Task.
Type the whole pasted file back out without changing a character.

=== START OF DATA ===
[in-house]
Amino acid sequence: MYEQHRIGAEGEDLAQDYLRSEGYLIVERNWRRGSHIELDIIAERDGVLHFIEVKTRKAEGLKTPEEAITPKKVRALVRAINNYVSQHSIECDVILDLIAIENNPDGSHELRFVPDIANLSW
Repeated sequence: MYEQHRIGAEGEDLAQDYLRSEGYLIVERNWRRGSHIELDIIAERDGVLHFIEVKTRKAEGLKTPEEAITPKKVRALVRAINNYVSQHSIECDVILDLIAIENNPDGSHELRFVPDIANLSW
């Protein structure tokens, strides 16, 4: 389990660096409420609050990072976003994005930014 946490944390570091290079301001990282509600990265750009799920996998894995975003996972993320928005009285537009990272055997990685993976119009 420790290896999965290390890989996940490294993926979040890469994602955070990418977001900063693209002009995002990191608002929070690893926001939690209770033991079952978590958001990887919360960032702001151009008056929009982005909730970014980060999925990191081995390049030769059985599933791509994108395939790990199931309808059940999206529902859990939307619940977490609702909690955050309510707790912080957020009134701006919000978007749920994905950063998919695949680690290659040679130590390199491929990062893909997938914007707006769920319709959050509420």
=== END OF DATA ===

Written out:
[in-house]
Amino acid sequence: MYEQHRIGAEGEDLAQDYLRSEGYLIVERNWRRGSHIELDIIAERDGVLHFIEVKTRKAEGLKTPEEAITPKKVRALVRAINNYVSQHSIECDVILDLIAIENNPDGSHELRFVPDIANLSW
Repeated sequence: MYEQHRIGAEGEDLAQDYLRSEGYLIVERNWRRGSHIELDIIAERDGVLHFIEVKTRKAEGLKTPEEAITPKKVRALVRAINNYVSQHSIECDVILDLIAIENNPDGSHELRFVPDIANLSW
């Protein structure tokens, strides 16, 4: 389990660096409420609050990072976003994005930014 946490944390570091290079301001990282509600990265750009799920996998894995975003996972993320928005009285537009990272055997990685993976119009 420790290896999965290390890989996940490294993926979040890469994602955070990418977001900063693209002009995002990191608002929070690893926001939690209770033991079952978590958001990887919360960032702001151009008056929009982005909730970014980060999925990191081995390049030769059985599933791509994108395939790990199931309808059940999206529902859990939307619940977490609702909690955050309510707790912080957020009134701006919000978007749920994905950063998919695949680690290659040679130590390199491929990062893909997938914007707006769920319709959050509420």